Sometimes just the nature of the reader’s voice adds a new dimension: Anna Domino’s matter-of-factly female voice transforms “Pome on Doctor Sax,” a rumination on spiritual failure by this most manly of writers, into a broadly humanistic tale; John Cale’s Welsh brogue lends “The Moon” a gloss of Celtic mysticism you wouldn’t expect from this most American of writers (though Kerouac did set it up by dropping Yeats in there); Michael Stipe’s Georgia drawl brings a temporal humility to “My Gang,” a memory piece by this writer so closely associated with speed-freak ranting. Of course both Lydia Lunch and William Burroughs have a sort of Midas touch that turns anything they read into themselves. And though of all the writer-musicians here, probably only Patti Smith has the literary discipline to extemporize without stumbling into severe self-indulgence, she admirably resists the temptation. Even Jim Carroll plays it close to the word.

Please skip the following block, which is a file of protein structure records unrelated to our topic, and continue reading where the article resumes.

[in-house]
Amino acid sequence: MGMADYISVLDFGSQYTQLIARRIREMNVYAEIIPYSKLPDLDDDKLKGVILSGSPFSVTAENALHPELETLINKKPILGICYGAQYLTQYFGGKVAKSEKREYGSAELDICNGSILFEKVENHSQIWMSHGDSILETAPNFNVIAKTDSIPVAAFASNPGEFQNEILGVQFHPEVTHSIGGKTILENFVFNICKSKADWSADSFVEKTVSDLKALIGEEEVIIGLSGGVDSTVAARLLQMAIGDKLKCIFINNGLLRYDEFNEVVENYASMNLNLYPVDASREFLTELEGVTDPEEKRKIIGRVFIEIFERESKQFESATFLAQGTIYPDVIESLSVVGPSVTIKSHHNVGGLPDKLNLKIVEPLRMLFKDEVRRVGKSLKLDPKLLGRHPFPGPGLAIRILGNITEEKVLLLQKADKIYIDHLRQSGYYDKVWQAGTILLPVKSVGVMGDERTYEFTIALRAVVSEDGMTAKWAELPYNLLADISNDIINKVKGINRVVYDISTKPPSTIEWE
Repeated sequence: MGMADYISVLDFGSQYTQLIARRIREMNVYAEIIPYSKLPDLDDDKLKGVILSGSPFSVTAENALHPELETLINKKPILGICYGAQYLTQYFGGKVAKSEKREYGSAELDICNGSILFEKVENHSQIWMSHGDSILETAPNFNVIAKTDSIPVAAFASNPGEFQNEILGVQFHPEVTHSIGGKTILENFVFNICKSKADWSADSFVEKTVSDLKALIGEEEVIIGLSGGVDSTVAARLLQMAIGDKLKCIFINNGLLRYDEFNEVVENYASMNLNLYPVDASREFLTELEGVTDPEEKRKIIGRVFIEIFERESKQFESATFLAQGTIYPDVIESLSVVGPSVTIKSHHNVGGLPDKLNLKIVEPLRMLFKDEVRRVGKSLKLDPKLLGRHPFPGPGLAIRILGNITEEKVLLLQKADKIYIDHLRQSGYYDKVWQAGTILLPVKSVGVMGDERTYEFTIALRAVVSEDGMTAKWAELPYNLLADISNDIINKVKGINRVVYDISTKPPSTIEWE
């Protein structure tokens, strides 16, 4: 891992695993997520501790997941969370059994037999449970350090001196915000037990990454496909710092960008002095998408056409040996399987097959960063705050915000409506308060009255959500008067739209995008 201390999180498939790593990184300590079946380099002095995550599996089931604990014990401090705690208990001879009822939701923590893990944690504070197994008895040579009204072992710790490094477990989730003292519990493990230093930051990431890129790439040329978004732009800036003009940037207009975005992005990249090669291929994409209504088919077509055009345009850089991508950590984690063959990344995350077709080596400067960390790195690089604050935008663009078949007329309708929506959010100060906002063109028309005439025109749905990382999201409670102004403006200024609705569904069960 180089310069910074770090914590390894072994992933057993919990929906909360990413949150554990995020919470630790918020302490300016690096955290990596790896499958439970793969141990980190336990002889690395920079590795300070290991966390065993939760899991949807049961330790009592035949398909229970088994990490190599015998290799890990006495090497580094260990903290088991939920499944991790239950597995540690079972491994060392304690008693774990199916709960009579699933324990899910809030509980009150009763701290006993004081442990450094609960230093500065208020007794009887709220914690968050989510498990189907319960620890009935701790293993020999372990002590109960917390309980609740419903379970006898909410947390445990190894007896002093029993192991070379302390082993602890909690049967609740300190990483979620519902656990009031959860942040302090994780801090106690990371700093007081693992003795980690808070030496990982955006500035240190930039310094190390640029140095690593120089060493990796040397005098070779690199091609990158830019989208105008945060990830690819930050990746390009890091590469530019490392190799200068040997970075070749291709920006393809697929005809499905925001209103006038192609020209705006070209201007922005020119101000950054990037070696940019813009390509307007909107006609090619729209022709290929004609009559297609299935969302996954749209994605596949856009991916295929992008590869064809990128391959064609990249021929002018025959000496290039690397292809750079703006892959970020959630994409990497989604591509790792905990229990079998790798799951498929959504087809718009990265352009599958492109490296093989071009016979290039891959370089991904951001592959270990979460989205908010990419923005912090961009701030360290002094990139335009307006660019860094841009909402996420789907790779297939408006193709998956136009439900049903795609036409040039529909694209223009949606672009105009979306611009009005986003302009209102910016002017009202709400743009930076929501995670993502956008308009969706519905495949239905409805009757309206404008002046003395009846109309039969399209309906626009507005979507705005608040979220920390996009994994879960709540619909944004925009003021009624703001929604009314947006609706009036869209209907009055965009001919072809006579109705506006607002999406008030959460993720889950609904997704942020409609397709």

Far more perilous are the attempts to render Kerouac in the medium of the pop song: on “Madroad Driving…” Johnny Depp and the band Come avoid the worst effects of this by emphasizing Depp’s voice, though the reverb on it is a little heavy-handed, and Maggie Estep skirts the edges of cliche with her raucous and vengeful “Skid Row Wine,” squeaking through on her experience as a performance poet. Her rhythm and emphasis are on when it counts.